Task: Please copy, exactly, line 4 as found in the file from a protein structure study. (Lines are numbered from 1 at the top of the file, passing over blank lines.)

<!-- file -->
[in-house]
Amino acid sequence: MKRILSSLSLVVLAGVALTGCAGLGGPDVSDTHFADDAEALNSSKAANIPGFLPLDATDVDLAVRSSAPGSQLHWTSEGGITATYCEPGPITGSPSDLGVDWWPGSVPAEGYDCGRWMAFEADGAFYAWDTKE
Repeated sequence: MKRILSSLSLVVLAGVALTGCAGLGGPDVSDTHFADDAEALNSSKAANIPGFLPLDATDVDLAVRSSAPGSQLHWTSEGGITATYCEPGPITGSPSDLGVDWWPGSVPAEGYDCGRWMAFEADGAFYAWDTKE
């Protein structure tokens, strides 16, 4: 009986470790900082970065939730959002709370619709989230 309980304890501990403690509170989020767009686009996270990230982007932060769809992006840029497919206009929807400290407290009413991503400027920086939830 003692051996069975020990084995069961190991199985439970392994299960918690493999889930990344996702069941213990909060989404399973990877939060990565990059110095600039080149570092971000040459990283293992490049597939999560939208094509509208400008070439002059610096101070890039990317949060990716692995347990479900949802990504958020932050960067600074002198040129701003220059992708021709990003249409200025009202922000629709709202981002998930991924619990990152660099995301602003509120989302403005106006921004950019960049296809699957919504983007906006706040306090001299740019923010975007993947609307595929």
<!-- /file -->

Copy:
């Protein structure tokens, strides 16, 4: 009986470790900082970065939730959002709370619709989230 309980304890501990403690509170989020767009686009996270990230982007932060769809992006840029497919206009929807400290407290009413991503400027920086939830 003692051996069975020990084995069961190991199985439970392994299960918690493999889930990344996702069941213990909060989404399973990877939060990565990059110095600039080149570092971000040459990283293992490049597939999560939208094509509208400008070439002059610096101070890039990317949060990716692995347990479900949802990504958020932050960067600074002198040129701003220059992708021709990003249409200025009202922000629709709202981002998930991924619990990152660099995301602003509120989302403005106006921004950019960049296809699957919504983007906006706040306090001299740019923010975007993947609307595929």